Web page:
But Davis doesn't see those crowds as a bad thing. She said the customers bring tax money and jobs to a traditionally rural area. She also noted that recreational opportunities on the Caney Fork River are featured on the Tennessee Department of Tourist Development's website and are cited as an important source of revenue for some surrounding cities.
"We draw a lot of tourism into this region," Davis said. "We're one of the areas that they are concerned about as far as being a distressed area, so bringing people into a distressed area, that's one of Governor Lee's main agenda items."
Conservation groups search for solutions
"This is not a new issue, but overcrowding has seemingly increased substantially this year," Michael Butler said, also attributing that increase to the spread of COVID-19.
Butler is the CEO of the Tennessee Wildlife Federation, a statewide conservation group that has created the Share Our Rivers Coalition to address crowding concerns. In 2019, the group lobbied for a law giving the Tennessee Wildlife Resources Agency (TWRA) power to regulate commercial rental operations. Now the Tennessee Wildlife Federation is hoping the state will develop a plan for the Caney Fork River and other waterways across the state.
"It's time to start a management plan process," Butler said.
Butler said a 'comprehensive management plan' created by state leaders could outline how different groups could balance uses of the river.
"This is nothing new, there are a lot of rivers in the United States that get this level or greater of use and they've figured out how to manage those rivers so each group can have its place on the river," Butler said, citing Missouri's Current River as an example of a waterway with a "use plan."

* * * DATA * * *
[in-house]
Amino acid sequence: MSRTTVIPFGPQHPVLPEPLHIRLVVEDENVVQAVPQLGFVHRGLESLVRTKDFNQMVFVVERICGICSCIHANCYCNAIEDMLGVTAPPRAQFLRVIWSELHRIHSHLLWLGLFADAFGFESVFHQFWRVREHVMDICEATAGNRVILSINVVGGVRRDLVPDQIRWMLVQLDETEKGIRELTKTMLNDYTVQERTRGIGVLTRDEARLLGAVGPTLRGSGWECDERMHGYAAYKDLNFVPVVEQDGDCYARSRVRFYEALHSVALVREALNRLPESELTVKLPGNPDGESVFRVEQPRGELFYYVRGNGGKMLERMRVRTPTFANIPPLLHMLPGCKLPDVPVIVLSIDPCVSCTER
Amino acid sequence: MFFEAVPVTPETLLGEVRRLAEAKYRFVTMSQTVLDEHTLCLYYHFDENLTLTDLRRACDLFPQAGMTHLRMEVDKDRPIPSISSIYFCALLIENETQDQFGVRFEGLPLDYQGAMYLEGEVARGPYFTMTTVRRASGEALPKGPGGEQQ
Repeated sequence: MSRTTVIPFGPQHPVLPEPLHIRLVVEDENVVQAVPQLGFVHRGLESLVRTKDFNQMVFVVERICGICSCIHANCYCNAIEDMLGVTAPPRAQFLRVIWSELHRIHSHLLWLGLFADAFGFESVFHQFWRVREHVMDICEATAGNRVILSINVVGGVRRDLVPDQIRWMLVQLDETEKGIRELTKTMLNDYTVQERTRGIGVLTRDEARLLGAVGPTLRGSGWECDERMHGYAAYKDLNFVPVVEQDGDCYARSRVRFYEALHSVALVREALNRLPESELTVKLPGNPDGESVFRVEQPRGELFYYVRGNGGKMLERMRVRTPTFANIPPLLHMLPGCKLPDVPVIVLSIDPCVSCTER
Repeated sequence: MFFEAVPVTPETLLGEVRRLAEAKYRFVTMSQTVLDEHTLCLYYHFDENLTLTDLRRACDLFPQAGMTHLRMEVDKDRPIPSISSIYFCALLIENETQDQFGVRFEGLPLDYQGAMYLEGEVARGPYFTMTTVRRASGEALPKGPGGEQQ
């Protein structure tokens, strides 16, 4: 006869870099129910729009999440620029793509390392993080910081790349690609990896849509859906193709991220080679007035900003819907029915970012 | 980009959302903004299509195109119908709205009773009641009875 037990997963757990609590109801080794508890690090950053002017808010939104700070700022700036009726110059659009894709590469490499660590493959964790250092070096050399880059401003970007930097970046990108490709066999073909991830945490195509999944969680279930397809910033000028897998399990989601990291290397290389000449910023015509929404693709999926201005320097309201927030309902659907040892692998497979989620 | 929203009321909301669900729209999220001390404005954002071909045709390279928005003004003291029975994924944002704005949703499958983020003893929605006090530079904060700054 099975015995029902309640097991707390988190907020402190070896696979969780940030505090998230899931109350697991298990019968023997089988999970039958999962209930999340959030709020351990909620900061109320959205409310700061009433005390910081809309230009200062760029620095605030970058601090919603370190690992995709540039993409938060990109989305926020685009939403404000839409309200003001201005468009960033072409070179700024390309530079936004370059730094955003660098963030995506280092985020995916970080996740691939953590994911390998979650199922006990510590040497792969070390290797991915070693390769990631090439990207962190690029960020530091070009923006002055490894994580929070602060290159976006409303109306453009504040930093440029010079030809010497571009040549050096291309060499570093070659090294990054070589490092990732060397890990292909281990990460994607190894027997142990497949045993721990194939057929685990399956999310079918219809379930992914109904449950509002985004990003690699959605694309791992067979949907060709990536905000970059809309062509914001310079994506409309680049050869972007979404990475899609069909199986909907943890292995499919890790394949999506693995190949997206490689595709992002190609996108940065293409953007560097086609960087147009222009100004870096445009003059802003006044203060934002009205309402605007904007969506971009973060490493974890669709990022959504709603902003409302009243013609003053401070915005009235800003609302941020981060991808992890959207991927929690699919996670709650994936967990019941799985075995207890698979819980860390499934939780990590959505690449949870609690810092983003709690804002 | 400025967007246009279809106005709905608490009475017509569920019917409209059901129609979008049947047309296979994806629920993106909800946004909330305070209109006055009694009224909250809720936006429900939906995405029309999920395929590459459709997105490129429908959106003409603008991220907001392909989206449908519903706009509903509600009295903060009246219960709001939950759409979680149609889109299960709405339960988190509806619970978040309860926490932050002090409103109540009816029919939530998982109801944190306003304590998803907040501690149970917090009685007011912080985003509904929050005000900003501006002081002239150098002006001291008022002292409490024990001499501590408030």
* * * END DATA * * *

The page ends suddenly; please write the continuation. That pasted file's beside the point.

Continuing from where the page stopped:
"Our goal is that every user of the river have a chance to have a quality experience because these are public waters," Butler said.
Nischan has ideas of his own for how to ensure a quality experience for everybody.
"I said how about a dollar or two dollar launch fee," Nischan explained. "In my opinion, if you are going to make money off a public resource, you ought to be willing to put in."
Nischan said fee money could go toward the upkeep of public boat ramps and to hire TWRA agents to patrol the river. Right now commercial rental businesses have to get permits through the TWRA, but are not required to pay any fees.
But retailers argued added fees or requirements would be an added burden on the fast-growing industry.
"It would be drastic," Davis said when asked about the proposals. "We employ a lot of people, and if you cut the business down it would cut the people that we need down."
"It's a statewide issue"
While the Tennessee Wildlife Federation is focusing efforts on the Caney Fork, leaders say the issue goes beyond the river's banks.
"This is not just a Caney Fork issue, it's a statewide issue," Butler said, adding that recreational areas across the country are dealing with a sharp increase in visitors, especially as COVID-19 continues to spread.
Last week, a University of Tennessee student started a petition asking the Army Corps of Engineers to address crowding caused by commercial tubing outfitters on East Tennessee's Little River.
"When you put that many people on the water and you don't have a process of how you manage that, you don't have facilities in place to deal with waste or garbage or litter, then the overall quality of the desirability of that area will suffer long-term," Butler said.